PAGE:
Background: Proper implementation of interventions by health professionals has a critical effect on their effectiveness and the quality of care provided, especially in the case of vulnerable pregnant women. It is important, therefore, to assess the implementation of interventions in care settings to serve as input to improve implementation.
Objective: The aim of this study is to identify factors that influence the implementation of interventions for vulnerable pregnant women in the North of the Netherlands from the perspective of health professionals. In this region, an intergenerational transfer of poverty is apparent, leading to many health problems and the transfer of unhealthy lifestyles and the associated diseases to subsequent generations.
Methods: We used a qualitative research design. Semi-structured interviews with 39 health professionals were conducted between February 2019 and April 2020. To analyse the findings, the MIDI (Measurement Instrument for Determinants of Innovations) was used, an instrument designed to identify what determinants influence the actual use of a new or existing innovation.
Results: We found two themes that influence the implementation of interventions: 1. The attitude of health professionals towards vulnerable pregnant women: stereotyped remarks and words expressing the homogenization of vulnerable pregnant women. 2. A theme related to the MIDI determinants, under which we added six determinants.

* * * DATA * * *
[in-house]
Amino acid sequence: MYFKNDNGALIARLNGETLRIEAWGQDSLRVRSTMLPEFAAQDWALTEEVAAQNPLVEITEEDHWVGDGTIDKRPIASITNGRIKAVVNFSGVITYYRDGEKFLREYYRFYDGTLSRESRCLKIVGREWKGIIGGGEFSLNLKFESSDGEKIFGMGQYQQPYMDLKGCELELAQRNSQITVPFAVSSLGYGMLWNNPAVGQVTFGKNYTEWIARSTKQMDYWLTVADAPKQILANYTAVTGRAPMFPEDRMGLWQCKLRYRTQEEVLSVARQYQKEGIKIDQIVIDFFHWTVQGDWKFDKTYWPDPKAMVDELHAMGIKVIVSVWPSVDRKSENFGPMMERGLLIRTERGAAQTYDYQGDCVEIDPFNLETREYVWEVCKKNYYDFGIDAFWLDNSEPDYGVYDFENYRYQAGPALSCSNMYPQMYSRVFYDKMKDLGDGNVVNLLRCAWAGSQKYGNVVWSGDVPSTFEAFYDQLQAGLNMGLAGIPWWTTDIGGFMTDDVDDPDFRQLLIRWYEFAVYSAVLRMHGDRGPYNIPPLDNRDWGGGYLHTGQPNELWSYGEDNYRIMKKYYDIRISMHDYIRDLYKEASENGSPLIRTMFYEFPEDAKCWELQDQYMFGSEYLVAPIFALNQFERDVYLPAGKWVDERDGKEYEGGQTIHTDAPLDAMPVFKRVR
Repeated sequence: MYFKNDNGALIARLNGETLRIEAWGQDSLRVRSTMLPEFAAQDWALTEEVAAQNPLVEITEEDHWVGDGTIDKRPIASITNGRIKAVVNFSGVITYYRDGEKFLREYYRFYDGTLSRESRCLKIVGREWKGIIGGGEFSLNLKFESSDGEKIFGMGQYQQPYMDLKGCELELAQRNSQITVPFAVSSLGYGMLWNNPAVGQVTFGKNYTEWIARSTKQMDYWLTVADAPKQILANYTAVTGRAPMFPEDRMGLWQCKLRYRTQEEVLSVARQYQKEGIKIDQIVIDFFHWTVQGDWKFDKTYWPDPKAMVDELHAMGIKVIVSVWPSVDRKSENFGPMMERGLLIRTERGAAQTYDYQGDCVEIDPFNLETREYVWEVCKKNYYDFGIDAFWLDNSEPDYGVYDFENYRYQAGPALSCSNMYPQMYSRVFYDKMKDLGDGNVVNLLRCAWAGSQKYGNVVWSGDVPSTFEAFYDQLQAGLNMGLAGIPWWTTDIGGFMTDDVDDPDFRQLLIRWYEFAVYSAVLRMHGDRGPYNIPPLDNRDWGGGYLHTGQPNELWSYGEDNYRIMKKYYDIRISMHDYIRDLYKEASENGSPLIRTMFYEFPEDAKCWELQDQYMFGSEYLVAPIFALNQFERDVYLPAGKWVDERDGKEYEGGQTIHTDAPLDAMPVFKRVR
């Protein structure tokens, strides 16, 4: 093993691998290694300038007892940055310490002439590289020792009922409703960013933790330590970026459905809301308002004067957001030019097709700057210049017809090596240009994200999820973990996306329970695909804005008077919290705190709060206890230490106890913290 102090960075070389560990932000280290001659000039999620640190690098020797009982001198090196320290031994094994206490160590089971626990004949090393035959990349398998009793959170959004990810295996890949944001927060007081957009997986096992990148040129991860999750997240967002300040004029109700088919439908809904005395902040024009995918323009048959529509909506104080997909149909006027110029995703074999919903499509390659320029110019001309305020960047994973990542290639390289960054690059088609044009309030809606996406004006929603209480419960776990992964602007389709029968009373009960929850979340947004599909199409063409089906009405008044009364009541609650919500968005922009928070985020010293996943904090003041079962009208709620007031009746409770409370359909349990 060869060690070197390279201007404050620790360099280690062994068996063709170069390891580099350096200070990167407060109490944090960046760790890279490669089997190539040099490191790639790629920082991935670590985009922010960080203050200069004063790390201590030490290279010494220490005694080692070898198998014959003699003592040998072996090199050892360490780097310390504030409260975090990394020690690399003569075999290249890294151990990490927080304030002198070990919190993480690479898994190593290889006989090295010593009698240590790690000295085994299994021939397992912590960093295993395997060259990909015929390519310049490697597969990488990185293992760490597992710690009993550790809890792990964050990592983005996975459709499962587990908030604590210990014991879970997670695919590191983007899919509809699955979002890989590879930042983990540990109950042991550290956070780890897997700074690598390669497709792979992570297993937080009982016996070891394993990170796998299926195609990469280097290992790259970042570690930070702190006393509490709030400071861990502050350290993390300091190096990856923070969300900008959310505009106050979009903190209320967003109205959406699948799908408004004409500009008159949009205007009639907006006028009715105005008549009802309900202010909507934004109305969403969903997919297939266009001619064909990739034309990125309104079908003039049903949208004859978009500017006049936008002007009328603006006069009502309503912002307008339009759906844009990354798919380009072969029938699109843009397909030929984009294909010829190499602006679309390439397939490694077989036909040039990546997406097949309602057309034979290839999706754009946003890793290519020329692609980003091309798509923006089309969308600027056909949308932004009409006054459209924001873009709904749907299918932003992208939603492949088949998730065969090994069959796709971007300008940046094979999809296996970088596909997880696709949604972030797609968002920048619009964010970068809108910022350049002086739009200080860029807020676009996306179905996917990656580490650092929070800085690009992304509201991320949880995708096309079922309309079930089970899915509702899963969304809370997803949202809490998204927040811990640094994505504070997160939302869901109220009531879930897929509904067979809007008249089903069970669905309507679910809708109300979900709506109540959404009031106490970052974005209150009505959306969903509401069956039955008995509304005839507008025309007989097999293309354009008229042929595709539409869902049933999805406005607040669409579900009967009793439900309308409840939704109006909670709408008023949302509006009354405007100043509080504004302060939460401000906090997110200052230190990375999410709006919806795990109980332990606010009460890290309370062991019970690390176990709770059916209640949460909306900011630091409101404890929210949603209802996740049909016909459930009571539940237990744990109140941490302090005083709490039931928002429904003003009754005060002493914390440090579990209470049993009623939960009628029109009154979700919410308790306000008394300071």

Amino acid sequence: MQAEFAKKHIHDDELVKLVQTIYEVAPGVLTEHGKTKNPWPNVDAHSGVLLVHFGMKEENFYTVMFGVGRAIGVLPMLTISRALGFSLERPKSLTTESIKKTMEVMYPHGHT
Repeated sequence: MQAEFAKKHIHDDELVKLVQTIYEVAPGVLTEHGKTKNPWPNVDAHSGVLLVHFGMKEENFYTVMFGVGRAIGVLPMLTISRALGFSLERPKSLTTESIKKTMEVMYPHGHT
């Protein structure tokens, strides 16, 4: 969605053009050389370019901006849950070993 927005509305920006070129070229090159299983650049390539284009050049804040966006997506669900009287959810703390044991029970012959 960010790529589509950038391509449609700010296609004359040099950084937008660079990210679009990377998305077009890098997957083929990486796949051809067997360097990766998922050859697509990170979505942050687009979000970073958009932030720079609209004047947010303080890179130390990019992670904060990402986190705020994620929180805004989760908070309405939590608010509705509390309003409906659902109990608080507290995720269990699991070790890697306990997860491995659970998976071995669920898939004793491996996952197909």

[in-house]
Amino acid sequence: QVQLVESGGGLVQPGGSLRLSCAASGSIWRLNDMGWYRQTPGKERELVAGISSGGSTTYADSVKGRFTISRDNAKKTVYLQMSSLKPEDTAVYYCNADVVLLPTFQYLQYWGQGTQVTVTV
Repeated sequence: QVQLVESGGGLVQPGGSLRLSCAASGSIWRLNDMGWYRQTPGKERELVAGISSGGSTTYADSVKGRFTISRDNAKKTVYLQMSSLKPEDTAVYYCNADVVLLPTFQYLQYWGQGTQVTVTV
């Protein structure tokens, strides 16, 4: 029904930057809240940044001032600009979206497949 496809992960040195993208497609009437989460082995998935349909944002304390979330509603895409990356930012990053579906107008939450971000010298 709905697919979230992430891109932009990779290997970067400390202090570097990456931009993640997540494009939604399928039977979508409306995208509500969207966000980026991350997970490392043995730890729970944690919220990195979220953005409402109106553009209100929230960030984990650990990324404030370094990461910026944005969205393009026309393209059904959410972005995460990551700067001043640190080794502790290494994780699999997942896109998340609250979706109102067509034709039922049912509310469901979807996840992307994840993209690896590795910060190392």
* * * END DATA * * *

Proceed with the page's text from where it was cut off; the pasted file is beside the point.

Conclusion: Our research showed that many factors influence the implementation of interventions for vulnerable pregnant women, making the optimal implementation of interventions very complex. We highlight the need to challenge stereotypical views and attitudes towards specific groups in order to provide relation-centred care, which is extremely important to provide culturally appropriate care. Health professionals need to reflect on their own significant influence on access to and the use of care by vulnerable groups. They hold the key to creating partnerships with women to obtain the best health for mothers and their babies.